When a police officer finds a homeless person in need of help, bureaucracy often obscures practical aid. Does the officer walk up to the homeless individual with a bulky stack of paperwork containing their past records? Do they call the individual’s case manager, who may or may not pick up? Does the officer wait to report the interaction at a meeting later in the week? None of the options are ideal – or particularly efficient.
“It was all very analog,” said Karthik Murali, the director of USC’s Digital Health Lab, an innovation lab focused on enabling digital problem-solving for public health and medicine. “You have delayed information sharing. You can’t make decisions at the field in front of the person you’re interacting with.”
A new app could change that.
The app, currently in development in Murali’s D-Health lab, in conjunction with the city of Santa Monica and the Milken Institute, an economic think tank, will enable instantaneous information sharing among the multiple agencies involved with homeless populations in local communities.
Rather than placing a phone call or fumbling through papers, the app will let governmental workers immediately see all available information about the homeless person they’re interacting with. Additionally, if a police officer wants to contact a case manager, they can leave a note on the app.
With the app, care will become more immediate, synchronized and personalized for those in the homeless community who need it most. It will also allow government workers to perform their jobs with increasing accuracy.
“You have all of the information that you need to make a decision and you can do this wherever you are,” Murali said. “It’s on your phone.”
The app will be tested in the field soon, starting in the city of Santa Monica. To end persistent cycles of homelessness, the app will initially be used exclusively for Santa Monica’s one hundred “highest utilizers,” the chronically homeless who often have mental health conditions and repeated interactions with police officers and firefighters.
Murali is careful not to move too quickly.
“This is not a simple app,” Murali said. “If you’re building an app just for me to text someone else, you can build it, throw it out there and you can use it. Here, we’re talking about very vulnerable people. The last thing you want to do is share information that’s not okay.”
The team is currently working with lawyers at the city attorney’s office to establish a clear set of rules as to what information can be shared and with whom.
Once the app is carefully rolled out, it could be used elsewhere; the city of Long Beach is talking with D-Health about implementing a similar program there as well. Murali also anticipates that it could extend to the city of Los Angeles, which has a high homeless population due to Skid Row. “Success builds upon success,” Murali said.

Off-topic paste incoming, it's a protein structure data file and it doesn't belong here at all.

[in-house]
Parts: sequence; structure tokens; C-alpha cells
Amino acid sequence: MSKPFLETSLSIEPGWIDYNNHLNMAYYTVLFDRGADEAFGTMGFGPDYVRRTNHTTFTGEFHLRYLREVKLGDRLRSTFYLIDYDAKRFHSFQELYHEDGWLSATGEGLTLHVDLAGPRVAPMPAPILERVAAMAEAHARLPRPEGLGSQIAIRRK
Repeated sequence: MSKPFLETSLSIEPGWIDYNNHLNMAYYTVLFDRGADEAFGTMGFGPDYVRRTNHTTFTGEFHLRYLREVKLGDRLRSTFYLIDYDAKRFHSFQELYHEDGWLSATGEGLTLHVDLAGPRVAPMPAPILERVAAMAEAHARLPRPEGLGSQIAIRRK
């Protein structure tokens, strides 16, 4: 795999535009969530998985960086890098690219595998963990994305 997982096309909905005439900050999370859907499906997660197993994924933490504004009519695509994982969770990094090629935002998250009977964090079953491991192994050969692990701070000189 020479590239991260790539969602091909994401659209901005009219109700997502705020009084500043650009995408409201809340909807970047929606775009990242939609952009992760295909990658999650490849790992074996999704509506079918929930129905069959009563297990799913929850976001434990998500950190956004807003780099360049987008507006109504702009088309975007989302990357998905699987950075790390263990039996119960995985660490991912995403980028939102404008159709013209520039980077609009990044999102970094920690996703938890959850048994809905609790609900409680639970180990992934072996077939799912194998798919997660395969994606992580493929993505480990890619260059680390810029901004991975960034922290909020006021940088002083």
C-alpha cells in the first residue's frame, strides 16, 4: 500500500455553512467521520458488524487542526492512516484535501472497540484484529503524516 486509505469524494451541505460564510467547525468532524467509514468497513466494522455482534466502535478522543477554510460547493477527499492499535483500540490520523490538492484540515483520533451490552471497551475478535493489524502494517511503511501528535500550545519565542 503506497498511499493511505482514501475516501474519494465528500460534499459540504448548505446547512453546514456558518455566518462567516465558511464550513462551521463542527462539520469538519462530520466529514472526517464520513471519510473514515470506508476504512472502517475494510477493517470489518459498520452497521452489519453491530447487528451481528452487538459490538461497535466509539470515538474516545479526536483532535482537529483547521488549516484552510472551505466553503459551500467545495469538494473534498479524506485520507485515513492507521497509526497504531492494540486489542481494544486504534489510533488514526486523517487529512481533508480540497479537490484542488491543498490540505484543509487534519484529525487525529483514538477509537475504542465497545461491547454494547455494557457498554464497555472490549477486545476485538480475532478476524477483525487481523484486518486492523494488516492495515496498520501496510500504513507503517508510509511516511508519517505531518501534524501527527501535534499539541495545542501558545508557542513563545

Success has followed the D-Health lab as well. D-Health was first conceived as an initiative of Health, Technology and Engineering at USC, known as HTE@USC, a uniquely collaborative joint program from which Murali is a fellowship alumni.
Launched in 2011, HTE@USC brings together medical students and Ph.D. engineering students to devise creative solutions to the biggest problems facing the world of healthcare. Each year, 30 students join the four-year program, at the end of which they obtain a certificate – and invaluable connections with fellow students. Businesses formed with classmates while in the program are ideally up and running by graduation.
“There are no other programs at USC where medical students and engineering students are in class together,” Nadine Afari, the project manager at HTE@USC, said.
As an alumus of the program, Murali was already familiar with the benefits of collaboration. When the USC Provost’s Office launched its Eliminating Homelessness Initiative in 2016, Murali and his team wanted to find a way for D-Health to become part of the solution as well.
Murali noticed that a lot of the issues the lab had seen while working in hospitals were also present in public health systems, like Los Angeles County’s Department of Health Services and the city of Long Beach’s Department of Health and Human Services.
Once D-Health made the leap into tackling homelessness, partnerships with the Milken Institute and the city of Santa Monica followed. It was at the Milken Institute’s California Summit in 2017 that the three groups realized they were all working on homelessness – separately.
“That’s when everything clicked,” Murali said. “A few conversations down the road, we all sat in the same room [again] and we said, ‘You have this problem; I think we have a solution that can help.’”
Together, the three groups conducted intensive interviews, group meetings, and ride-alongs so that their prospective app would directly address the problems of the people who needed it. Now, the completed app is a testament to the benefits of collaboration when formulating technological solutions to longstanding problems.
“Technology is not the solution. Technology is just part of the answer,” Murali said. “You talk to the person having the problem and figure out what the actual problem is. Then you build something that they will actually use. [That’s] how you’re supposed to do it.”